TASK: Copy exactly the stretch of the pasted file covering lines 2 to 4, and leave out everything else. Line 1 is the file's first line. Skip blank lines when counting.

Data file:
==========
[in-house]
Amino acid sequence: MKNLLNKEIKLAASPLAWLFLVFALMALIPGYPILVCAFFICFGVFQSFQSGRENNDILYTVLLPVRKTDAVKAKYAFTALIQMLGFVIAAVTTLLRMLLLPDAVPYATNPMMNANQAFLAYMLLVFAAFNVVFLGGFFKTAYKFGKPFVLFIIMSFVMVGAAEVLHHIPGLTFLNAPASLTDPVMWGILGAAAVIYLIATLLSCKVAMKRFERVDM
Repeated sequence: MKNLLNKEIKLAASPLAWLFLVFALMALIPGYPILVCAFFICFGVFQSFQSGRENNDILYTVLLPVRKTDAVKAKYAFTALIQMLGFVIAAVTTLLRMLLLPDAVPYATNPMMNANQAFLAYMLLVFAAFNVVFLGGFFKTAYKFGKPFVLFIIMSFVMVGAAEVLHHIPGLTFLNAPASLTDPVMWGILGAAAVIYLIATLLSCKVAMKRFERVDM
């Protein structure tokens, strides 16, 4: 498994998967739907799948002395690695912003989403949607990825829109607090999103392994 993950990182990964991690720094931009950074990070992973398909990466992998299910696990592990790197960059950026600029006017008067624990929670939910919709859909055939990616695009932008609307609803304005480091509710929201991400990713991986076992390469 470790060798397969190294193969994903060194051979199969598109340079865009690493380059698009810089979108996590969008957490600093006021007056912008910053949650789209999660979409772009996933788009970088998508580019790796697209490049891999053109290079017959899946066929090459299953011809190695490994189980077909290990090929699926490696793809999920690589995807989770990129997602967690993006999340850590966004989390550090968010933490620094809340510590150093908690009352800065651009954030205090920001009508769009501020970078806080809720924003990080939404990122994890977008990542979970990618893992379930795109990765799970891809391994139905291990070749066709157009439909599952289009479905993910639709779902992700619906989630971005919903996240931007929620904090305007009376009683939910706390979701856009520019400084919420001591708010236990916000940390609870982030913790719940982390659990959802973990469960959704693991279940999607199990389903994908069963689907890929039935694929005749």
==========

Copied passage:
Amino acid sequence: MKNLLNKEIKLAASPLAWLFLVFALMALIPGYPILVCAFFICFGVFQSFQSGRENNDILYTVLLPVRKTDAVKAKYAFTALIQMLGFVIAAVTTLLRMLLLPDAVPYATNPMMNANQAFLAYMLLVFAAFNVVFLGGFFKTAYKFGKPFVLFIIMSFVMVGAAEVLHHIPGLTFLNAPASLTDPVMWGILGAAAVIYLIATLLSCKVAMKRFERVDM
Repeated sequence: MKNLLNKEIKLAASPLAWLFLVFALMALIPGYPILVCAFFICFGVFQSFQSGRENNDILYTVLLPVRKTDAVKAKYAFTALIQMLGFVIAAVTTLLRMLLLPDAVPYATNPMMNANQAFLAYMLLVFAAFNVVFLGGFFKTAYKFGKPFVLFIIMSFVMVGAAEVLHHIPGLTFLNAPASLTDPVMWGILGAAAVIYLIATLLSCKVAMKRFERVDM
């Protein structure tokens, strides 16, 4: 498994998967739907799948002395690695912003989403949607990825829109607090999103392994 993950990182990964991690720094931009950074990070992973398909990466992998299910696990592990790197960059950026600029006017008067624990929670939910919709859909055939990616695009932008609307609803304005480091509710929201991400990713991986076992390469 470790060798397969190294193969994903060194051979199969598109340079865009690493380059698009810089979108996590969008957490600093006021007056912008910053949650789209999660979409772009996933788009970088998508580019790796697209490049891999053109290079017959899946066929090459299953011809190695490994189980077909290990090929699926490696793809999920690589995807989770990129997602967690993006999340850590966004989390550090968010933490620094809340510590150093908690009352800065651009954030205090920001009508769009501020970078806080809720924003990080939404990122994890977008990542979970990618893992379930795109990765799970891809391994139905291990070749066709157009439909599952289009479905993910639709779902992700619906989630971005919903996240931007929620904090305007009376009683939910706390979701856009520019400084919420001591708010236990916000940390609870982030913790719940982390659990959802973990469960959704693991279940999607199990389903994908069963689907890929039935694929005749």